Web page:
If you want to see how Colin Firth and Helena Bonham Carter in ‘The King’s Speech’ match up to the real George VI and his queen, head for the back wall of this exhibition. A few pictures down from his father, George V, is Bertie, squinched close to his missus, whose fur is falling off her shoulders in a most un-majestic manner (she’s not queen yet, mind: it’s 1923, and she’s a young bride). For sheer good looks, this couple can’t hope to match their starry imitators, but that’s not the surprise. They look human, and rather nervous: Elizabeth’s hair is messy and Bertie’s ears stick out.
This startling clarity and intimacy, even in a 1920s royal portrait, is Emil Otto Hoppé’s hallmark. Oh, he could turn you out a nice soft-focus image, but his honed monochrome character studies are something else: Ezra Pound as the Bob Dylan of the 1910s; the poet Rabindranath Tagore, every hair of his white beard waving crisply in contrast to the softly intense dark eyes; Big Chief White Horse’s bronzed skin and Thomas Hardy’s wrinkles.
Hoppé researched his famous subjects as carefully as he lit them, so his mastery of depth of field, while exceptional, was much more than technical. A German-born photographer, living in England, capturing artists who were often foreign too, needs an excellent understanding of distance, and Hoppé had that. His images swallow chronological space.
Hoppé, son of a banking family, moved to England at 24, in 1902, and stayed so long (he died in 1972) that he felt himself English – rather like our royal family, in fact. When he tired of his rarified studio existence he took to the street, and photographed the world in all its eccentricity: a phrenologist, a dogs’ cemetery, a skeleton shop and the waxwork-makers at Madame Tussaud’s. He had a shrewd eye, a fine sense of humour and – oddly for an immensely successful portraitist to the stars – a touch of the iconoclast: he could bring out an Indian sandwich-board man’s nobility or a young pearly prince’s sparkling discomfort.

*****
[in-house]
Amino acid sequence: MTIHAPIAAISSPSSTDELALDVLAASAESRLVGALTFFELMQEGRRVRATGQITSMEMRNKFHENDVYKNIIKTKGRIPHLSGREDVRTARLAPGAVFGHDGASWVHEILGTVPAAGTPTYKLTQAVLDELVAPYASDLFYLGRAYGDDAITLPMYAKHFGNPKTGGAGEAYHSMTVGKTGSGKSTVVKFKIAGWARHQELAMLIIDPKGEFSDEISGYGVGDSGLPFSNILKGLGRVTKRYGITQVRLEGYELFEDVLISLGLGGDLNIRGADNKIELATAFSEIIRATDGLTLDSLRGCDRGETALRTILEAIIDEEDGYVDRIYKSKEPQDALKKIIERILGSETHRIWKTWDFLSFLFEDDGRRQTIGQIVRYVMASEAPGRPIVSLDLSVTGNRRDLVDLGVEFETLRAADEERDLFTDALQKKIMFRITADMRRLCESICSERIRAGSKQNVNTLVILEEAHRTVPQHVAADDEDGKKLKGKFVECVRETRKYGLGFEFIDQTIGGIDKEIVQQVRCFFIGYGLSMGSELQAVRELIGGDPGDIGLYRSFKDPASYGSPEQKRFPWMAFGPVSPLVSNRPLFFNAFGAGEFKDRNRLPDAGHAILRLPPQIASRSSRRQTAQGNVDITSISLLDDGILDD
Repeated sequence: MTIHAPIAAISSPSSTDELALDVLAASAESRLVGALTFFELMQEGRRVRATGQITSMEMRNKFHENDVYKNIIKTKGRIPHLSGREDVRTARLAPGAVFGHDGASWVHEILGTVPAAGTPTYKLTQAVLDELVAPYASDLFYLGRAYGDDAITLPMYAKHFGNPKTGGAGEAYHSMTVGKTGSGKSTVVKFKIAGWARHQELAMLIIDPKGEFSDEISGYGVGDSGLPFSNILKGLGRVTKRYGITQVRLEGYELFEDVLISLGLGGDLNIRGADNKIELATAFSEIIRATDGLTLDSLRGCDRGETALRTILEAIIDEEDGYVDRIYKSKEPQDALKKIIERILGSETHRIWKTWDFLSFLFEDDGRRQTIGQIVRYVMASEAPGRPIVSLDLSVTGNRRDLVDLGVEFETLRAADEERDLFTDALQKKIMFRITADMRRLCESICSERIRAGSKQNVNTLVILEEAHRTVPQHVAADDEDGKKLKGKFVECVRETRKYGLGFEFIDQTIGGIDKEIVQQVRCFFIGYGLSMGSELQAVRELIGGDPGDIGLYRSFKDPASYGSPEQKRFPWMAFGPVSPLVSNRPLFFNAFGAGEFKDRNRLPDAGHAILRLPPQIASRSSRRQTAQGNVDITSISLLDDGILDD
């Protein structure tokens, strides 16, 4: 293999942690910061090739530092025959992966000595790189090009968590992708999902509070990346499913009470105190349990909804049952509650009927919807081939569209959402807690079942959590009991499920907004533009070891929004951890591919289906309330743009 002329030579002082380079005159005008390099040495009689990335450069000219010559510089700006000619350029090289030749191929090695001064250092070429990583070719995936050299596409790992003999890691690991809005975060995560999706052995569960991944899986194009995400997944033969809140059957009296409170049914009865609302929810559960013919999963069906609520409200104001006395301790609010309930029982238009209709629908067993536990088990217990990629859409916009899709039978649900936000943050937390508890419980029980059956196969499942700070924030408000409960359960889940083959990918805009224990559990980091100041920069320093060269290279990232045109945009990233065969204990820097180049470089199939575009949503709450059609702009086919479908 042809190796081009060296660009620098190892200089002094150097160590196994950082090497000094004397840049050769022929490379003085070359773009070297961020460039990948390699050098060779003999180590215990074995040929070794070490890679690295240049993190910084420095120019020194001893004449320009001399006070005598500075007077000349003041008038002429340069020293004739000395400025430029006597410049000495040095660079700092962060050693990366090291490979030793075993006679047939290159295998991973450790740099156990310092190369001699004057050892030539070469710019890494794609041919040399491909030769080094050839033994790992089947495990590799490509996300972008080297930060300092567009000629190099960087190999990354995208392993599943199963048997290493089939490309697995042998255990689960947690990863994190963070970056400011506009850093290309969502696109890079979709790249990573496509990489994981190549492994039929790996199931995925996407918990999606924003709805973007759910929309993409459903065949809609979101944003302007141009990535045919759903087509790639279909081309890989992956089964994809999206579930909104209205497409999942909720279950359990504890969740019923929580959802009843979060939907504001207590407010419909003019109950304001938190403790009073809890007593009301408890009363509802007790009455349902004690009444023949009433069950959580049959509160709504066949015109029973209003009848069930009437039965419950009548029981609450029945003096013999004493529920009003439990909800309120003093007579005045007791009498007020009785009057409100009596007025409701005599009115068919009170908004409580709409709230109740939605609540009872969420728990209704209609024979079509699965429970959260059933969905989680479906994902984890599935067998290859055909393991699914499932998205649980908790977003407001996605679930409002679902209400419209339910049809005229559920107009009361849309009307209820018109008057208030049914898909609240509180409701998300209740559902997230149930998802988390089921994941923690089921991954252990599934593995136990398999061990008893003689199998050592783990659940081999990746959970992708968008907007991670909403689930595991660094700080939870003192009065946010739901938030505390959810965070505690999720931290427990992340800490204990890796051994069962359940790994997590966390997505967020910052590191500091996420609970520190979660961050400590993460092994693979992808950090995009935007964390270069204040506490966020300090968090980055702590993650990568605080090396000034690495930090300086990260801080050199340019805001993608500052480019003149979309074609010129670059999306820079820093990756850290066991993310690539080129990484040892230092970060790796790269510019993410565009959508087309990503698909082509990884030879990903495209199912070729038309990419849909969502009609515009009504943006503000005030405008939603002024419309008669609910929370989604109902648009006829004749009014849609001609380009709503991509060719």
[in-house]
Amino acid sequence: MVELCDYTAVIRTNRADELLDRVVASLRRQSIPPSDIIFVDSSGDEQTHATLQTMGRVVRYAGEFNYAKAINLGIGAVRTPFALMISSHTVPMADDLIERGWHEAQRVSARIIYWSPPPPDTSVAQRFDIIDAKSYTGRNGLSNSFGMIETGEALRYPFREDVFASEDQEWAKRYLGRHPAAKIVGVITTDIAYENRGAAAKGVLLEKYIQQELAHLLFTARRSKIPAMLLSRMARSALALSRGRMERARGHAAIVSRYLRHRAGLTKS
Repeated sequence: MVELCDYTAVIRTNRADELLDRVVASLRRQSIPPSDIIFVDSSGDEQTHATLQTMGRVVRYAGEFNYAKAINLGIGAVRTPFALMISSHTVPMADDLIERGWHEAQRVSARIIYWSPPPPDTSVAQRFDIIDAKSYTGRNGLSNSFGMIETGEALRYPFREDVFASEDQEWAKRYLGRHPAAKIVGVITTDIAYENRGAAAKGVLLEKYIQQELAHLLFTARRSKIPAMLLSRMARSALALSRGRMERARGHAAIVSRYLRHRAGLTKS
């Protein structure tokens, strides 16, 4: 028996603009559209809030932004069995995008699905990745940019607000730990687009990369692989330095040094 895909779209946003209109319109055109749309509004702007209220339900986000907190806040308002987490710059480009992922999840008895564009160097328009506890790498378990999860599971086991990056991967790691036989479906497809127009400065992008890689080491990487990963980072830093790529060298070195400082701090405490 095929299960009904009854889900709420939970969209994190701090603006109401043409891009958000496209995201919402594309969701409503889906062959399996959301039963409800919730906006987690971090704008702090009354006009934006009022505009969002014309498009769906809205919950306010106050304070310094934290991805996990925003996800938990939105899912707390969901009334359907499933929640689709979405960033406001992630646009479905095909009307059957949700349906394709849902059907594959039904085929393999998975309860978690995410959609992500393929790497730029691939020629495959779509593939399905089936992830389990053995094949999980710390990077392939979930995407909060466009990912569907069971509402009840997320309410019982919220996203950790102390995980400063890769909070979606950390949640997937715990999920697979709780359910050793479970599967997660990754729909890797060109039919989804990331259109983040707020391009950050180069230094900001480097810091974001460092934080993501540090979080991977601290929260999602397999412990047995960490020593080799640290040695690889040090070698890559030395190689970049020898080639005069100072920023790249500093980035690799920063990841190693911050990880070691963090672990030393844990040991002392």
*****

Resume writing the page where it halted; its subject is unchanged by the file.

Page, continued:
There may never have been a photographer with such sensitivity to context, which is why he is equally at home outside and in; he was immensely cosmopolitan for the time, although not above undercover photography when the occasion required.
So, why is he neglected? Partly because his archive was misplaced for years, and perhaps partly because his breadth is confusing: he was also a terrific draughtsman, and if this exhibition lacks anything, it is more of his designs and fashion illustrations. That’s greedy: there’s a lot here. But Hoppé, that visual gourmand, arouses a hunger to see more.
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This is a delightful exhibition. It is full of surprises, as many of Hoppé's subjects are known to us from later pictures: his Margot Fonteyn is so young that her face still has a girlish roundness, his Albert Einstein does not stare out under a shock of mad scientist hair. One of the almost guilty pleasures is reading Hoppé's notes about his subjects -- not that they contain shock revelations, but that they are personal responses to people who may over the years have become dehumanised by their historical status. The great Thomas Hardy for instance was rather shy of being photographed. Even if one didn't recognise many of the subjects, the quality and beauty of the photographs makes this well worth a visit.